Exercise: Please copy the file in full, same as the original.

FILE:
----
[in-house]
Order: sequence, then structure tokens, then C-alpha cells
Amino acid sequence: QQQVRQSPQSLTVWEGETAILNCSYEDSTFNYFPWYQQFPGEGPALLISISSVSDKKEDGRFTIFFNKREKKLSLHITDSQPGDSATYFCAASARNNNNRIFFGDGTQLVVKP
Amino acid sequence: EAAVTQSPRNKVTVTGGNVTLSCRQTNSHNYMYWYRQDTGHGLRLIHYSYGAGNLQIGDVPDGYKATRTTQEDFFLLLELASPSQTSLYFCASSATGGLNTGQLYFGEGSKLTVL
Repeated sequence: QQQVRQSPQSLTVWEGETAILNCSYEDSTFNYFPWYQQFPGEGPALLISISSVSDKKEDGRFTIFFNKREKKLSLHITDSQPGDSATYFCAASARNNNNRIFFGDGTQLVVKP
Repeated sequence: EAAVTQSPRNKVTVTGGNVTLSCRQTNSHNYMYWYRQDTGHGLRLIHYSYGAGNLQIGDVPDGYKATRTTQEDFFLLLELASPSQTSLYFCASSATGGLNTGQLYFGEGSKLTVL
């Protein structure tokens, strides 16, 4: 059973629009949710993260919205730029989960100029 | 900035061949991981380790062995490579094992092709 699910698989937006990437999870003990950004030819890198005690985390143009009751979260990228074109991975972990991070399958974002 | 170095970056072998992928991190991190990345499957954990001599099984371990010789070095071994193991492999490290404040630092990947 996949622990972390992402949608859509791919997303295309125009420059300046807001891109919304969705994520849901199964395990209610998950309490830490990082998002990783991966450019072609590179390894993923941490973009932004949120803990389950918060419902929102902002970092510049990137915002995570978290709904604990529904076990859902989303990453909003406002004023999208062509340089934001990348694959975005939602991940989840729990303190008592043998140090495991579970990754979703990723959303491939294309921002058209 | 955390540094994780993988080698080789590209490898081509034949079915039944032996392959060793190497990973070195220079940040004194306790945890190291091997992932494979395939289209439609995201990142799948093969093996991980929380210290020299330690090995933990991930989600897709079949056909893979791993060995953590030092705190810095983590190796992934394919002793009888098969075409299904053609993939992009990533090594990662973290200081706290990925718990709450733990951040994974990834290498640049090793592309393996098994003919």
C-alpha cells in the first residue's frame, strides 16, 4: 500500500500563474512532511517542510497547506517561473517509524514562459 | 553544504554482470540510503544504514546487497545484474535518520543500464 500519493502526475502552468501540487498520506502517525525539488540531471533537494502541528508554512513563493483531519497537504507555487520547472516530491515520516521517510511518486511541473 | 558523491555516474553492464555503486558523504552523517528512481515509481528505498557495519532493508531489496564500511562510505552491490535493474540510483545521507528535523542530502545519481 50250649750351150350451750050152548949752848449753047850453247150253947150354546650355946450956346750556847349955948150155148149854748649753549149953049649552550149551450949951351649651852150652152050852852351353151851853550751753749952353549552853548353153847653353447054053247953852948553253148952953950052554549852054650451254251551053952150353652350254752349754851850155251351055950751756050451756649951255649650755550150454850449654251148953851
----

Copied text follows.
[in-house]
Order: sequence, then structure tokens, then C-alpha cells
Amino acid sequence: QQQVRQSPQSLTVWEGETAILNCSYEDSTFNYFPWYQQFPGEGPALLISISSVSDKKEDGRFTIFFNKREKKLSLHITDSQPGDSATYFCAASARNNNNRIFFGDGTQLVVKP
Amino acid sequence: EAAVTQSPRNKVTVTGGNVTLSCRQTNSHNYMYWYRQDTGHGLRLIHYSYGAGNLQIGDVPDGYKATRTTQEDFFLLLELASPSQTSLYFCASSATGGLNTGQLYFGEGSKLTVL
Repeated sequence: QQQVRQSPQSLTVWEGETAILNCSYEDSTFNYFPWYQQFPGEGPALLISISSVSDKKEDGRFTIFFNKREKKLSLHITDSQPGDSATYFCAASARNNNNRIFFGDGTQLVVKP
Repeated sequence: EAAVTQSPRNKVTVTGGNVTLSCRQTNSHNYMYWYRQDTGHGLRLIHYSYGAGNLQIGDVPDGYKATRTTQEDFFLLLELASPSQTSLYFCASSATGGLNTGQLYFGEGSKLTVL
């Protein structure tokens, strides 16, 4: 059973629009949710993260919205730029989960100029 | 900035061949991981380790062995490579094992092709 699910698989937006990437999870003990950004030819890198005690985390143009009751979260990228074109991975972990991070399958974002 | 170095970056072998992928991190991190990345499957954990001599099984371990010789070095071994193991492999490290404040630092990947 996949622990972390992402949608859509791919997303295309125009420059300046807001891109919304969705994520849901199964395990209610998950309490830490990082998002990783991966450019072609590179390894993923941490973009932004949120803990389950918060419902929102902002970092510049990137915002995570978290709904604990529904076990859902989303990453909003406002004023999208062509340089934001990348694959975005939602991940989840729990303190008592043998140090495991579970990754979703990723959303491939294309921002058209 | 955390540094994780993988080698080789590209490898081509034949079915039944032996392959060793190497990973070195220079940040004194306790945890190291091997992932494979395939289209439609995201990142799948093969093996991980929380210290020299330690090995933990991930989600897709079949056909893979791993060995953590030092705190810095983590190796992934394919002793009888098969075409299904053609993939992009990533090594990662973290200081706290990925718990709450733990951040994974990834290498640049090793592309393996098994003919």
C-alpha cells in the first residue's frame, strides 16, 4: 500500500500563474512532511517542510497547506517561473517509524514562459 | 553544504554482470540510503544504514546487497545484474535518520543500464 500519493502526475502552468501540487498520506502517525525539488540531471533537494502541528508554512513563493483531519497537504507555487520547472516530491515520516521517510511518486511541473 | 558523491555516474553492464555503486558523504552523517528512481515509481528505498557495519532493508531489496564500511562510505552491490535493474540510483545521507528535523542530502545519481 50250649750351150350451750050152548949752848449753047850453247150253947150354546650355946450956346750556847349955948150155148149854748649753549149953049649552550149551450949951351649651852150652152050852852351353151851853550751753749952353549552853548353153847653353447054053247953852948553253148952953950052554549852054650451254251551053952150353652350254752349754851850155251351055950751756050451756649951255649650755550150454850449654251148953851